Some people only drink 4 ounces once or twice daily others are drinking 30 ounces or more per day without any ill effects.
It is a personal choice. Some people only drink 4 ounces once, or twice daily, others are drinking 30 ounces, or more, per day. However, most new Kombucha drinkers are advised to start out with an ounce or two and increase gradually over several weeks.
The amount will vary, depending on growing conditions and amount of sugar used. Usually less than .5% on up to 1.5%.
Mould usually is hairy or fuzzy looking and can be black, green or white and usually grows in circular patches. If mould should develop in your Kombucha Tea, throw everything away, sterilize the equipment and start over with a Kombucha colony from a new source.
No, the fibers found in the tea after fermentation will not hurt you. However, if you feel you really don't want to drink them, just filter them out. Most people find filtering to be more trouble than it's worth, and just drink the tea--fibers and all.
Clean cotton muslin, cheese-cloth, unbleached paper coffee filters, fine plastic strainers, or anything of this nature will work equally well.
This is done to acidify the new solution right at the very beginning, (to lower the pH.) Most moulds and pathogenic bacteria will not grow in an acidic medium below 4.
Michael Roussin, Director of the Kombucha Consumer Research Group ™ says: "Until today (4 Jan 1996), I would have recommended that Kombucha not be given to pre-puberty children. The reasons are iffy, and propounded in several books and papers, but the basis for those iffy suggestions are not valid, therefore, the suggestions are not valid either. In short, there is no reason (except concerns about caffeine) not to give Kombucha to children. I would suggest small amounts (less than 2 ounces per day per year of age), since we have not fully researched the effects of some of the compounds we've identified on human physiology. While our initial impressions are that they are very favorable to the human body, that is also an observation on probable interaction with a healthy adult."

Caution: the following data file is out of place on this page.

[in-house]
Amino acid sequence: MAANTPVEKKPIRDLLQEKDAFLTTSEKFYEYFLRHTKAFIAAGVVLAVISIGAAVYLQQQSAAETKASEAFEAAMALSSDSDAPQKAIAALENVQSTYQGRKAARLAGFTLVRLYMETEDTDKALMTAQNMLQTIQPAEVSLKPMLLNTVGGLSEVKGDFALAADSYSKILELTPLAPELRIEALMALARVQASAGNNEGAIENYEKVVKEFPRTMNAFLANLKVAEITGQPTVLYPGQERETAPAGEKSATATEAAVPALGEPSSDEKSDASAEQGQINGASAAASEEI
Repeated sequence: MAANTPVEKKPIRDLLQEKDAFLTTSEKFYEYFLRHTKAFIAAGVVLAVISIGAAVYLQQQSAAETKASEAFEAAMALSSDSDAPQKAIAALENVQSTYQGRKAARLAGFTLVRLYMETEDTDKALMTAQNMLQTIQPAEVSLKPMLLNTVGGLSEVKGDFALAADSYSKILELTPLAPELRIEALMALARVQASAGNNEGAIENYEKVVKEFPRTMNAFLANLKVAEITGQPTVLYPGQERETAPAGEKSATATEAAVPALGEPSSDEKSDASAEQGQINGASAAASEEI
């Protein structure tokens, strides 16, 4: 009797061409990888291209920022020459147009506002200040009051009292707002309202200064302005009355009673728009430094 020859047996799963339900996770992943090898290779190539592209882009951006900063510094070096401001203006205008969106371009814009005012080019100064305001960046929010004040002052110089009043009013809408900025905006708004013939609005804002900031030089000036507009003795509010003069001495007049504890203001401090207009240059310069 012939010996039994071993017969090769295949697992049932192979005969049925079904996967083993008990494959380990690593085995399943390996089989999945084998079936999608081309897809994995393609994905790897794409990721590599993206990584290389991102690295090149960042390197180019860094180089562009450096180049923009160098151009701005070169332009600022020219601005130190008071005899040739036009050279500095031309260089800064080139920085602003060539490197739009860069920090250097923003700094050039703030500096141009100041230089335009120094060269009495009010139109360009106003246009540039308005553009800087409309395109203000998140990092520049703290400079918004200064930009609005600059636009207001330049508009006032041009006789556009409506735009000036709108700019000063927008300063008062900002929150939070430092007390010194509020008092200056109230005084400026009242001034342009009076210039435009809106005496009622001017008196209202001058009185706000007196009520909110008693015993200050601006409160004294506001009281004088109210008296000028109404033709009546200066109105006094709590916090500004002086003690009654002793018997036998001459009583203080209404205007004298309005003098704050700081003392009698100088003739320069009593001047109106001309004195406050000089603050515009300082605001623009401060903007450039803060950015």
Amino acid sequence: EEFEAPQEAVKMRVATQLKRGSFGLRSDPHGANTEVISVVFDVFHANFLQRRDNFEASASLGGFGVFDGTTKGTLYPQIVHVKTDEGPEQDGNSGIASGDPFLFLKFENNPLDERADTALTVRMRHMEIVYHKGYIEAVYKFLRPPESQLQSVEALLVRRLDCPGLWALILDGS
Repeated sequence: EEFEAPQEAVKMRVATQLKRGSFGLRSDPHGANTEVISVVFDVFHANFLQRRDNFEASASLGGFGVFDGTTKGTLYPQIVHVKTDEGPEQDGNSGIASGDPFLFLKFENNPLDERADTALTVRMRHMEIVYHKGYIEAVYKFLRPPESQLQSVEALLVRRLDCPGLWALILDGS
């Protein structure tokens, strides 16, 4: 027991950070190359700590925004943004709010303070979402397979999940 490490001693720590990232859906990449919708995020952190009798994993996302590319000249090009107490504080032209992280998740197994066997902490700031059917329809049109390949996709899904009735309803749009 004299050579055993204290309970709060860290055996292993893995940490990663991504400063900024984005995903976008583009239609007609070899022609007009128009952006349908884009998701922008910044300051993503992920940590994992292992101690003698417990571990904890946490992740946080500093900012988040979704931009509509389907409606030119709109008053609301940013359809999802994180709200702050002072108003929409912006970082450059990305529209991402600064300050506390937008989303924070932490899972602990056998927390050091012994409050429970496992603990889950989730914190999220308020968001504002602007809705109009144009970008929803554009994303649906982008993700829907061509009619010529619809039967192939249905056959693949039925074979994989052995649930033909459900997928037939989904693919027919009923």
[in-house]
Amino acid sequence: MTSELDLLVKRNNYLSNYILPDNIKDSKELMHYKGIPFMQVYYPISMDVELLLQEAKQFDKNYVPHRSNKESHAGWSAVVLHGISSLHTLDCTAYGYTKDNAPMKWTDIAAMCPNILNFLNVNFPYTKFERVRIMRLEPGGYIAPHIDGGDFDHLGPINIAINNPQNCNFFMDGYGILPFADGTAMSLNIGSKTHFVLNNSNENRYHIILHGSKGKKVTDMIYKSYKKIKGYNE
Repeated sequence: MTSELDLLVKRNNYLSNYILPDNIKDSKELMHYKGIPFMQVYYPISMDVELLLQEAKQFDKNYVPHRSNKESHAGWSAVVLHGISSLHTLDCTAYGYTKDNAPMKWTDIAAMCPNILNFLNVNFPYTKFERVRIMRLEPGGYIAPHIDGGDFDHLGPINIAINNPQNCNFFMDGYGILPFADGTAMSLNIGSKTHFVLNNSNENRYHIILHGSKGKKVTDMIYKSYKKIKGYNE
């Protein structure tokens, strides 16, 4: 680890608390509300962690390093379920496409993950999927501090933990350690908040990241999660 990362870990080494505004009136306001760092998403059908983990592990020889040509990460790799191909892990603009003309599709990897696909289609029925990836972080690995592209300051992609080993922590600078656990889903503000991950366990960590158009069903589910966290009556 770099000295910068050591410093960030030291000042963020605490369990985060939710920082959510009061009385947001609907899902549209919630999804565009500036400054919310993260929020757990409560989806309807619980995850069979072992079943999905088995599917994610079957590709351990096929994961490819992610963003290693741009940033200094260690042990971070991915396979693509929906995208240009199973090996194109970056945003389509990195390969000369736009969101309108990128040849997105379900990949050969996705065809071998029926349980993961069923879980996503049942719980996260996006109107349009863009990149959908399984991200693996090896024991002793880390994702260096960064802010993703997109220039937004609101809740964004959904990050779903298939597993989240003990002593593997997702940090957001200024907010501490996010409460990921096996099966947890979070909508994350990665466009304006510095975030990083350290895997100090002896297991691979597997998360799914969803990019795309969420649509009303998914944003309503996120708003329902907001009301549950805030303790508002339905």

Since lactating mothers pass on substances through the breast milk to their infants, most people feel that it would be a good idea to wait until the child is finished breast-feeding before starting to drink Kombucha Tea. However, whether or not to drink Kombucha while breast-feeding, has to remain a personal decision for the mother to make. Remember, that the caffeine is not used by the colony while fermenting, and remains in the finished Kombucha Tea.
Some new Kombucha drinkers experience intestinal gas. It generally lasts a week or so then stops. However, you can reduce the amount of tea you consume, to help relieve the problem.
If you notice the tea becoming too strong or fermented, dilute it with freshly-brewed tea or add fruit juice to it just before you drink it. Add the juice to the glass, not the container of fermented tea.
A very simple inexpensive solution is to place your container in a wooden or cardboard box with a 15 watt light bulb, then cover the whole thing with a cloth to keep in the heat.
Acidosis is excessive acidity of body fluids due to an accumulation of acids (as in Diabetic acidosis or renal disease) or an excessive loss of bicarbonate (as in Renal disease). The hydrogen ion concentration is increased, and thus the pH is decreased.
Taber's Cyclopedic Medical Dictionary, 1993
pH stands for potential of Hydrogen.
The acidity and alkalinity of a substance is referred to as its pH value. A neutral substance has a pH of 7, a substance with a pH above 7 is considered alkaline and a substance with a pH below 7 is considered acid. The term acidosis is used to describe a state of excess acidity in the body fluids whereby the term alkalosis describes a state of excess alkalinity.
A person posted over the Kombucha list, that whenever fermentation went much over 10-11 days, Kombucha Tea seemed to not have the same positive benefits for them , which usually resulted in headaches. This person said "he supposed that with colder climates and slower fermentation it could go a little longer, perhaps 7-10 days seemed like ideal--then stick it in the refrigerator to slow fermentation way down."